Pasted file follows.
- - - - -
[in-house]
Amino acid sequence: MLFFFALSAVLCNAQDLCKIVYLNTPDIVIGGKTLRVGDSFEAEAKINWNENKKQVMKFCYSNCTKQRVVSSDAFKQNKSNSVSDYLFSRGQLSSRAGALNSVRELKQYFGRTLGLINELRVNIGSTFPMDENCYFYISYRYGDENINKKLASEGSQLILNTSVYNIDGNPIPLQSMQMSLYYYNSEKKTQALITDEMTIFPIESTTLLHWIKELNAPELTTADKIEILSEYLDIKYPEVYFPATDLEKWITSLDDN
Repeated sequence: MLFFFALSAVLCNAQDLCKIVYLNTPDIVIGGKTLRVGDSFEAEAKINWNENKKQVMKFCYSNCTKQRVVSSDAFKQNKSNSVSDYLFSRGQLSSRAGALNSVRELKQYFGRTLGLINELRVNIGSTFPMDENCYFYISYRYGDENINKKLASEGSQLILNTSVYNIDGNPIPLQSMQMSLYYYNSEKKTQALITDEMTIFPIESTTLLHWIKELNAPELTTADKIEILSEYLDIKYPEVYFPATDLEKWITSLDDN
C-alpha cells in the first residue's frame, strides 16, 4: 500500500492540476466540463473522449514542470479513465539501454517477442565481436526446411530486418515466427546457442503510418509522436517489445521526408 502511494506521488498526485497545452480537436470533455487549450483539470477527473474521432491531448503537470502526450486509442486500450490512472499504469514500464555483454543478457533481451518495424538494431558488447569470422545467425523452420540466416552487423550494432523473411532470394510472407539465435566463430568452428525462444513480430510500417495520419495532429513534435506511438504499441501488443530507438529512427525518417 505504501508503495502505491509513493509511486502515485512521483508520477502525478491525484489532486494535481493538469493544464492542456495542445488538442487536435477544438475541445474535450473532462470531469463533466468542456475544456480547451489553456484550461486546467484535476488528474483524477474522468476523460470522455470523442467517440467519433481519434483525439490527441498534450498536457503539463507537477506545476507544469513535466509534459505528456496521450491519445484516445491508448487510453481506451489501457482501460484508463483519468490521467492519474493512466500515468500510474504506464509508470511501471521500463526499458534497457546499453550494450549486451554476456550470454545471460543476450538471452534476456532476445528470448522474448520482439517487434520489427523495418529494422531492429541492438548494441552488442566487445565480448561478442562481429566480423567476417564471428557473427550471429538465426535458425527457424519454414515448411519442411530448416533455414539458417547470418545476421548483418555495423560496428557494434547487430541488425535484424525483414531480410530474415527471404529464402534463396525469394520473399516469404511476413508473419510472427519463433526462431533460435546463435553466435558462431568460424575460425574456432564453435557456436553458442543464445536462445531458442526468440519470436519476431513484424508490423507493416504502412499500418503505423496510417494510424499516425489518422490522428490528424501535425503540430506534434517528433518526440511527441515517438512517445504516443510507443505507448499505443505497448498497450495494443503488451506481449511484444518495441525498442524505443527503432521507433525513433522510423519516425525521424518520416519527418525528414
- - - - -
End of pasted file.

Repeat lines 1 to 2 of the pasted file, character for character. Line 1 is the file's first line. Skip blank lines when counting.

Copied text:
[in-house]
Amino acid sequence: MLFFFALSAVLCNAQDLCKIVYLNTPDIVIGGKTLRVGDSFEAEAKINWNENKKQVMKFCYSNCTKQRVVSSDAFKQNKSNSVSDYLFSRGQLSSRAGALNSVRELKQYFGRTLGLINELRVNIGSTFPMDENCYFYISYRYGDENINKKLASEGSQLILNTSVYNIDGNPIPLQSMQMSLYYYNSEKKTQALITDEMTIFPIESTTLLHWIKELNAPELTTADKIEILSEYLDIKYPEVYFPATDLEKWITSLDDN